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Worship, Parts of.

In following the sequence of parts in the order of worship, their significance should be noted.

1. Versicles are short passages of Scripture intended to incite the worshipers to devotion and to suggest the central thought of the part following.

2. The Confession of Sins is properly made as a preparatory step, to obtain assurance of the forgiveness of God at the very beginning of worship. It has taken the place of the ancient Confiteor. In the Confiteor the priest knelt and made confession of his sins to “Almighty God, to the blessed Virgin Mary, the blessed archangel Michael, the blessed John the Baptist, the holy Apostles Peter and Paul,” etc.. The meaning of this confession was that the priest, having doffed his usual clothing and having donned his priestly vestments, was worthy of offering the sacrifice for the living and the dead. In Luth. worship the Confession is made for the entire cong..

3. The Office of the Word begins with the Introit and extends up to, but does not include, the Preface. The Introit (entrance) is the opening of the Ps of the day, spoken or chanted after the preparation, to indicate the character of the day and the nature of the spiritual food offered to the cong. It is a remnant of the primitive psalmody, which was probably taken over into the early ch. from the services of the synagog. Originally the entire Ps was chanted or sung antiphonally bet. the officiating clergy and the choir at the great entrance of the officiating priest and his assistants. Luther favored the use of the entire introductory Ps, but the abbreviated form remained, chiefly on account of lack of time.

4. The Gloria Patri or Lesser Doxology to the Holy Trinity distinguishes the use of the Psalter in NT times from its use in the synagog worship.

5. The Kyrie is a plea for the removal of misery and suffering, a confession of the wretchedness to be borne as a consequence of sins now forgiven. It is addressed to the Lord of mercy, in whom we not only have forgiveness of sins but also help and assistance in every need.

6. The Gloria in excelsis or Greater Doxology fittingly follows as a hymn of adoration, celebrating God's glory as manifested in the merciful gift of His Son, who bore all our sins and infirmities.

7. The Collects are prayers in which the wants and perils, or the wishes and desires, of the people or the entire ch. are together presented to God.

8. The reading of the Epistle is followed by the Hallelujah on the part of the cong., which praises the Lord for the unspeakable gift of His Word. At this point may he sung the Gradual (sequence, prose, tract, trope), originally merely an extension of the last syllable of the Hallelujah, in order to permit the lector to proceed from the Epistle to the Gospel ambo, but later developed into a special hymn or a series of responses and versicles, from which the liturgical plays were developed. The announcement of the Gospel is hailed with the sentence “Glory be to Thee, O Lord,” and the “Praise be to Thee, O Christ” at the close signifies the grateful acceptance or the Word by the cong.. Then the Creed is said or chanted.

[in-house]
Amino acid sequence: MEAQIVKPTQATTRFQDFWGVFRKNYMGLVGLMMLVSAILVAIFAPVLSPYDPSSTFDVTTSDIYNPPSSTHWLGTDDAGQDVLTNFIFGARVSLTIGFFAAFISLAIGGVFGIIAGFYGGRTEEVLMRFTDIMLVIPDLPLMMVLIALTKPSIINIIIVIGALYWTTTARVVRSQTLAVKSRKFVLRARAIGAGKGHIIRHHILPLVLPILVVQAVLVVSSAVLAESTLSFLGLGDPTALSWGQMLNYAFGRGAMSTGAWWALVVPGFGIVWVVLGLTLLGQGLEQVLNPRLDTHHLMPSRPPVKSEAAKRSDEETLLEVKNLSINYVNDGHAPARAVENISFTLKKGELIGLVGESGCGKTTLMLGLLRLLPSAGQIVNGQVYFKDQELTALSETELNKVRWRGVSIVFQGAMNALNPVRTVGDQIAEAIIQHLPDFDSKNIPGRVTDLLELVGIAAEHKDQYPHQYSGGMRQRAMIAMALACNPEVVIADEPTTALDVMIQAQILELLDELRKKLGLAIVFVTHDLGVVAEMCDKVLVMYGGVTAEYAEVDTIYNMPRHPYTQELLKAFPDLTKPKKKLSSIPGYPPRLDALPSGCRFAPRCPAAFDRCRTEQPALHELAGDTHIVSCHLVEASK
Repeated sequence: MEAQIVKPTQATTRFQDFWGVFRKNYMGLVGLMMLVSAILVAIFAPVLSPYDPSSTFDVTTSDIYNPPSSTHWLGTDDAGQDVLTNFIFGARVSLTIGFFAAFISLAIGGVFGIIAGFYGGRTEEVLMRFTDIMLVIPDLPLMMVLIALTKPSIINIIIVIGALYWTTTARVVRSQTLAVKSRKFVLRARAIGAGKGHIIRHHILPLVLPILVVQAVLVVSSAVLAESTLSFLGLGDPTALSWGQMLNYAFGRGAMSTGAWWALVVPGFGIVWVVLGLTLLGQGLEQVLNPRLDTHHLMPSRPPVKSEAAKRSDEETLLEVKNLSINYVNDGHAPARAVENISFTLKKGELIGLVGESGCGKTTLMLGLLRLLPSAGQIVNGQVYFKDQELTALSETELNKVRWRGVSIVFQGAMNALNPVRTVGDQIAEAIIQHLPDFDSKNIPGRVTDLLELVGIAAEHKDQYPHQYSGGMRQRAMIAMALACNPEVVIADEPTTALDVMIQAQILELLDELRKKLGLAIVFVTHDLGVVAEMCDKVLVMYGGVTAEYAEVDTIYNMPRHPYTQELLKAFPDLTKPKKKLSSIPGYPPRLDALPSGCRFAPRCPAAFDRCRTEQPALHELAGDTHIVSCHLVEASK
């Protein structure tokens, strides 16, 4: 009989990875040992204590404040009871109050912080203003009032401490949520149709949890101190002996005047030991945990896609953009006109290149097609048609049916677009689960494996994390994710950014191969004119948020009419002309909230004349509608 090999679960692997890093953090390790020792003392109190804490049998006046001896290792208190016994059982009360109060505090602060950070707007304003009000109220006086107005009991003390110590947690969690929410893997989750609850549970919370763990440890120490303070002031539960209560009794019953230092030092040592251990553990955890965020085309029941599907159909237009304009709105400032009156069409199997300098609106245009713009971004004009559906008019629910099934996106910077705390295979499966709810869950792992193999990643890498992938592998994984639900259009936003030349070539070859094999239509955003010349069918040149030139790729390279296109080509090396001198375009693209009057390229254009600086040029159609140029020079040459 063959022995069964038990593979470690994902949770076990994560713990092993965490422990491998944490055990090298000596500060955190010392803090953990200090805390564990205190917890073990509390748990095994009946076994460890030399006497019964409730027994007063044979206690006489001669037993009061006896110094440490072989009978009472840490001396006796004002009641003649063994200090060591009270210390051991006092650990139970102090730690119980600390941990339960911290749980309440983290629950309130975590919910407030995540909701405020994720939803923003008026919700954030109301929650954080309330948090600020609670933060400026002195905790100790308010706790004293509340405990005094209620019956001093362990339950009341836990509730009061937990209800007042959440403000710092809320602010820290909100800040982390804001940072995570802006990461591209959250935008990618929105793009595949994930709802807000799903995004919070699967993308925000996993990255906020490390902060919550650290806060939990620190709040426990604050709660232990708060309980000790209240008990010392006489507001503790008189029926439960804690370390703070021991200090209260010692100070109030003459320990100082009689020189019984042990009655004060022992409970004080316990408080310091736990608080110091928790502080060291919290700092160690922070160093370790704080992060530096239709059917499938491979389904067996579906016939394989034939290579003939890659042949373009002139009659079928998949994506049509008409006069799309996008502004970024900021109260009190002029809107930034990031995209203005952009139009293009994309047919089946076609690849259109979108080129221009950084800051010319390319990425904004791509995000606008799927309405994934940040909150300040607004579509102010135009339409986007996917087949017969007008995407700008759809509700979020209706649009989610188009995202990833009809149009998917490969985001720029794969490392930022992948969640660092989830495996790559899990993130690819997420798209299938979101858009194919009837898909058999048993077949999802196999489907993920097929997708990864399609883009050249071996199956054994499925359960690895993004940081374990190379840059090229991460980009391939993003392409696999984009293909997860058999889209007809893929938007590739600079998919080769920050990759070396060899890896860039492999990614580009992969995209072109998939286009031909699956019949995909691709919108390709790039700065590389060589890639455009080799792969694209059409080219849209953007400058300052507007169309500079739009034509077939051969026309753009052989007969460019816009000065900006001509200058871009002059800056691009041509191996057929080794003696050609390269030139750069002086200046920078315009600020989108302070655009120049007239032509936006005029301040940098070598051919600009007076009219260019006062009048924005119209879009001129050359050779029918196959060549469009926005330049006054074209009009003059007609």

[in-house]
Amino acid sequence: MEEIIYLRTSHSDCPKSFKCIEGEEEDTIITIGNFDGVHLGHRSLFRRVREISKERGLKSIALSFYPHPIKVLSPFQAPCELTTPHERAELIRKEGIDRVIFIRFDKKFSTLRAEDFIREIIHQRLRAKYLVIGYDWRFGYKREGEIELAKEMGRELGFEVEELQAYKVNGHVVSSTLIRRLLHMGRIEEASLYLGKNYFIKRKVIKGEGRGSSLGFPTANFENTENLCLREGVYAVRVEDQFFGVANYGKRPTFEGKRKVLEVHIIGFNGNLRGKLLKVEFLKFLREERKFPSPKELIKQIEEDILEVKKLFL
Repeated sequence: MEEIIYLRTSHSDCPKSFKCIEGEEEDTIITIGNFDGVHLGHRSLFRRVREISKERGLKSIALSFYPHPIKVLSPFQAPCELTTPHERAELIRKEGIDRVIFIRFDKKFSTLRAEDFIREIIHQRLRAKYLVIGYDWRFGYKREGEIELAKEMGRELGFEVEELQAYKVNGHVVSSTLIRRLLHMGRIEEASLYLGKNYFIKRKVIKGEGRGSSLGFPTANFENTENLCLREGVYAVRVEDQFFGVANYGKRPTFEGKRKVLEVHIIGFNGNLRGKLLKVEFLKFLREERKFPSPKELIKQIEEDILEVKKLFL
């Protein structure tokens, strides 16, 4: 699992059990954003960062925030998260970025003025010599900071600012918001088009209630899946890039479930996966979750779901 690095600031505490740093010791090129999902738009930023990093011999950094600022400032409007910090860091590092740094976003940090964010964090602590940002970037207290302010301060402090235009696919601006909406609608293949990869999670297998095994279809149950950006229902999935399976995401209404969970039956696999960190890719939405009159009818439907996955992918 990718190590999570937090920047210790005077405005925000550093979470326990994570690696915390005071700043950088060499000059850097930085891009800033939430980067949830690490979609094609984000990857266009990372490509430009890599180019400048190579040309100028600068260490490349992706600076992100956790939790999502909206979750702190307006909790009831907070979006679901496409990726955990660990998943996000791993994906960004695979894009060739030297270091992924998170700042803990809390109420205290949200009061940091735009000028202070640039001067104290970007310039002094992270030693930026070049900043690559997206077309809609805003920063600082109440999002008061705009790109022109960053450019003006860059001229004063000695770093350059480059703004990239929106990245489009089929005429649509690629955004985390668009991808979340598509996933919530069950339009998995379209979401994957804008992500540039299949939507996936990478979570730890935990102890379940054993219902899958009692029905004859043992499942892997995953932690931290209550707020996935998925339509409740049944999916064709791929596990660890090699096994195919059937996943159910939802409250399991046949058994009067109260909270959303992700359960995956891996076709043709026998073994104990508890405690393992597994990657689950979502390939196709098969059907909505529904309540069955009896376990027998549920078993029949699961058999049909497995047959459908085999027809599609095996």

9. In the Offertory following the sermon the cong. confesses its grateful and humble acceptance of the Word which has just been proclaimed, all the faithful offering themselves, their substance, and the sacrifices of prayer, praise, and thanksgiving to the Lord.

10. The Salutation, with its Response, is sung at the opening of the Communion service to indicate the beginning of a new part of the service.

11. The Office of the Holy Communion begins with the Preface and extends to the end of the service. The Preface is preceded by the prefatory sentences (Sursum and Gratias) and is distinguished for impressiveness and beauty, setting forth the reason for the hymn of praise which follows the chanting of the Preface (whether common, for ordinary Sundays, or proper, for festival seasons). This hymn of praise is known as the Sanctus,* or Tersanctus* (also called Seraphic Hymn; cf. Is. 6:2–3), in which the combination of heaven's and earth's chorus results in an exalted strain of glorification and thanksgiving (to be distinguished from Trisagion*).

12. After the consecration of the elements (see Institution, Words of) there follows in many liturgies the Anamnesis.* In Luth. liturgies the consecration is commonly followed by the Pax (“The peace of the Lord be with you alway! Amen”), followed by the Agnus* Dei, during which the communicants begin to approach the altar.

13. The Nunc* dimittis opens the Postcommunion. The believer, having received the fulness of God's grace and mercy, feels that he may now depart in peace to his home.

14. In the Benedicamus the cong. is called upon to give all honor to God alone, in order to receive from Him the final blessing.

15. The Canticles,* among which the Benedictus (the song of Zacharias) and the Magnificat* (the hymn of Mary) are best known, are as a rule used only in the minor services. See also Te Deum.

References for further reading are listed under Liturgics; see also Propers; Response; Worship, Orders of.

Edited by: Erwin L. Lueker, Luther Poellot, Paul Jackson
©Concordia Publishing House, 2000, All rights Reserved. Reproduced with Permission

Internet Version Produced by
The Lutheran Church--Missouri Synod

Original Editions ©Copyright 1954, 1975, 2000
Concordia Publishing House
All rights reserved.

Content Reproduced with Permission

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